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There’s more than a million HP TouchPad tablets out in the world, but essentially they’re all dead-end devices. HP open-sourced the webOS operating system so it lives on, however, no current webOS hardware, such as the TouchPad, supports it. Thanks to the Android development community, there’s a build of Android 4.1(s goog), or Jelly Bean, for this hardware that otherwise has no future.
Enthusiast site Liliputing took the plunge by installing the CyanogenMod 10 software on a TouchPad(s hpq) and I’ll be doing the same as a future weekend project. Why would I wait? Well, this is still a work in progress and there are key functions not yet working: no microphone, camera or audio yet, and the graphics aren’t quite right, so no online video support yet.
Here’s a look at what does work, which might be enough for some to take the early plunge.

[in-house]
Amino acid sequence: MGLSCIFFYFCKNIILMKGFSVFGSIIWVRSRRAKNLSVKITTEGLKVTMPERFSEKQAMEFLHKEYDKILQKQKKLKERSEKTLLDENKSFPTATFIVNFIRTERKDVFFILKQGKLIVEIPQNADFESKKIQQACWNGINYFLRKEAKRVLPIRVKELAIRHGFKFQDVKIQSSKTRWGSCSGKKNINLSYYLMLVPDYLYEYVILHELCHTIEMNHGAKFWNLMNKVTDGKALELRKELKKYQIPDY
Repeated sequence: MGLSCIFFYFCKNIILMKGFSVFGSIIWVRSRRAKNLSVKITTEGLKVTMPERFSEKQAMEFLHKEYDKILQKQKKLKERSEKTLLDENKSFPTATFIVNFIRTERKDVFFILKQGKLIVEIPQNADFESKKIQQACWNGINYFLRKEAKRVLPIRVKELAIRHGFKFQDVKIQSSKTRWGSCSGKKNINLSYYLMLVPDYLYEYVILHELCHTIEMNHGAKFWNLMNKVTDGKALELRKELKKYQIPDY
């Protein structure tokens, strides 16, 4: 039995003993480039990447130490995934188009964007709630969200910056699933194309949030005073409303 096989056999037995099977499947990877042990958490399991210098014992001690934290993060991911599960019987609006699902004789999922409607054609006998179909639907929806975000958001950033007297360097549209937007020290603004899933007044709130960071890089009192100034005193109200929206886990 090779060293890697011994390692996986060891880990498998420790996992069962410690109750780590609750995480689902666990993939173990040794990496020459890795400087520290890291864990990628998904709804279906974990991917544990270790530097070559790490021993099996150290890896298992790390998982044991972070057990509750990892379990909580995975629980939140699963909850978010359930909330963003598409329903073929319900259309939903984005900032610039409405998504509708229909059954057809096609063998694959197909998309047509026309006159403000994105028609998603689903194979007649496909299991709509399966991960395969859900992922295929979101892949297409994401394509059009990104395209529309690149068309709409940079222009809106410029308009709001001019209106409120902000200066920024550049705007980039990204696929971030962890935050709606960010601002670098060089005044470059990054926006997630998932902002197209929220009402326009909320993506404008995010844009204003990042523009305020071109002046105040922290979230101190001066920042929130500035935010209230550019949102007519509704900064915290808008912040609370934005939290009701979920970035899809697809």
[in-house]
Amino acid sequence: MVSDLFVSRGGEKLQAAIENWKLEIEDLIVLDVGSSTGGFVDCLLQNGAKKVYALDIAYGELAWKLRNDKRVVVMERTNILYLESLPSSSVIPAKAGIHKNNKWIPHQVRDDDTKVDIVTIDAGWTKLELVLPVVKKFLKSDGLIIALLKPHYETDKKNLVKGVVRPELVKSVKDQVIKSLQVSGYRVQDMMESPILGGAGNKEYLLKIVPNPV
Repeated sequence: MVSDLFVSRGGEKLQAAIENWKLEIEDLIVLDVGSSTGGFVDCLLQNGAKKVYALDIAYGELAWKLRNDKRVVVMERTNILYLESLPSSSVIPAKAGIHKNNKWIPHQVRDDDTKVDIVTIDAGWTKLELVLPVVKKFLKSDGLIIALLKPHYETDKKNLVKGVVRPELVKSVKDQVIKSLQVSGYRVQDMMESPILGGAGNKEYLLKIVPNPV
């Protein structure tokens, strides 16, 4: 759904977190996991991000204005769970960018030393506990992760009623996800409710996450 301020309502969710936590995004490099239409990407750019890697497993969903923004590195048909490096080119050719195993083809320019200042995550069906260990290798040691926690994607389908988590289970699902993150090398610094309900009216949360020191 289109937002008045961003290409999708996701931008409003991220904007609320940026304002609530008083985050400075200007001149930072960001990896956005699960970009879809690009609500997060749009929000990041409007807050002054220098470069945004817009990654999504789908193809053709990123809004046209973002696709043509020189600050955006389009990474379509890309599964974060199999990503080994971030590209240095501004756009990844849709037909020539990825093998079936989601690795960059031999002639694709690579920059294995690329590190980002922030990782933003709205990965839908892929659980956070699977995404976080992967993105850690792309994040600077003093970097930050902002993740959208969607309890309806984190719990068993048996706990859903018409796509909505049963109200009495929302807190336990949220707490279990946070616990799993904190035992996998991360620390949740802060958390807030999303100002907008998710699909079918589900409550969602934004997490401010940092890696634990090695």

Based on the video, I’d say Google’s “Project Butter” to improve performance is working as advertised. I already knew this from my use of Jelly Bean on my Galaxy Nexus and Nexus 7, but the TouchPad is older hardware. You’d never know it from the demonstration, though.
Some TouchPad owners will surely pass on this early Jelly Bean build, but I still think it’s worth keeping an eye on if you own the tablet. The Android community typically doesn’t back down from the challenge of getting Google’s mobile platform working on various devices. I’m looking forward to seeing how this develops since my TouchPad essentially sits on its wireless charger acting as a full-time clock and part-time web browser in our kitchen.